Erythropoietic protoporphyria (EPP) is a rare hereditary disease of heme biosynthesis that manifests as severe photosensitivity and hepatotoxicity. There have been no effective treatments to date. Cimetidine has been shown to inhibit heme biosynthesis and results in symptomatic improvement in patients with acute intermittent porphyria (AIP) and porphyria cutanea tarda (PCT). There is only 1 report in the literature describing the use of cimetidine in the effective treatment of an adult patient with EPP.
To describe the successful use of cimetidine in pediatric patients with EPP.
Design, Setting, and Participants
Retrospective medical record review carried out in a pediatric dermatology practice at an academic institution of patients diagnosed with EPP who were younger than 18 years and treated with systemic cimetidine in the past 3 years.
Main Outcomes and Measures
Resolution of skin photodamage was evaluated on clinical examination. Subjective measures including tolerability to sun exposure, ability to participate in outdoor activities, and objective evaluation including serum erythrocyte protoporphyrin levels and liver function tests following treatment were assessed.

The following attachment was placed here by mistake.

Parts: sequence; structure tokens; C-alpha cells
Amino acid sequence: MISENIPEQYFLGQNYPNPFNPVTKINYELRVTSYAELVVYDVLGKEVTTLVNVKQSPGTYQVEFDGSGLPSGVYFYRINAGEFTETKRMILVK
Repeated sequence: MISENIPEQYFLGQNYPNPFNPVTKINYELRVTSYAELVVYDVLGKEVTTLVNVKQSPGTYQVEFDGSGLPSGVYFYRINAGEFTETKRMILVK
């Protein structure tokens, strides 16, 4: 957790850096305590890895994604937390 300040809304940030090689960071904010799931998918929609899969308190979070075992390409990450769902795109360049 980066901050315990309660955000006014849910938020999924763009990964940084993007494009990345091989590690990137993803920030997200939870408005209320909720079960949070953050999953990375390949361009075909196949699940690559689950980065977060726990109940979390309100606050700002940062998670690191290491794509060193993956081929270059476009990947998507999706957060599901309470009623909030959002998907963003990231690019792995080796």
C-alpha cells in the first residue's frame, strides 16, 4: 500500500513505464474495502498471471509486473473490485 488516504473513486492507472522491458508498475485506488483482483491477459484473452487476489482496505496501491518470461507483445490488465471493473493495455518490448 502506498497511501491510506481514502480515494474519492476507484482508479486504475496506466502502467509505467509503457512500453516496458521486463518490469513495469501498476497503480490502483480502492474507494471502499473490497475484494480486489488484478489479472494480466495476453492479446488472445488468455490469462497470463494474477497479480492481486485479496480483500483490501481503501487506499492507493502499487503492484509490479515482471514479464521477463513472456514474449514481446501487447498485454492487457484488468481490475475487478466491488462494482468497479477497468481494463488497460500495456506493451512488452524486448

All 3 cases reported a rapid reduction in photosensitivity within weeks following initiation of systemic therapy. Their skin photodamage were also improved or resolved completely on subsequent examination. Laboratory study results also revealed reduction in serum erythrocyte protoporphyrin levels and improved liver function. None of the patients have reported any adverse effects of the systemic treatment after more than 2 years of treatment.
Conclusions and Relevance
Children with EPP currently have limited therapeutic options and experience substantial disease impact on their quality of life. This is the first case series demonstrating that cimetidine, a readily available oral medication, can be a promising treatment for children with EPP.
Tu JH, Sheu SL, Teng JM. Novel Treatment Using Cimetidine for Erythropoietic Protoporphyria in Children. JAMA Dermatol. 2016;152(11):1258-1261. doi:10.1001/jamadermatol.2016.2303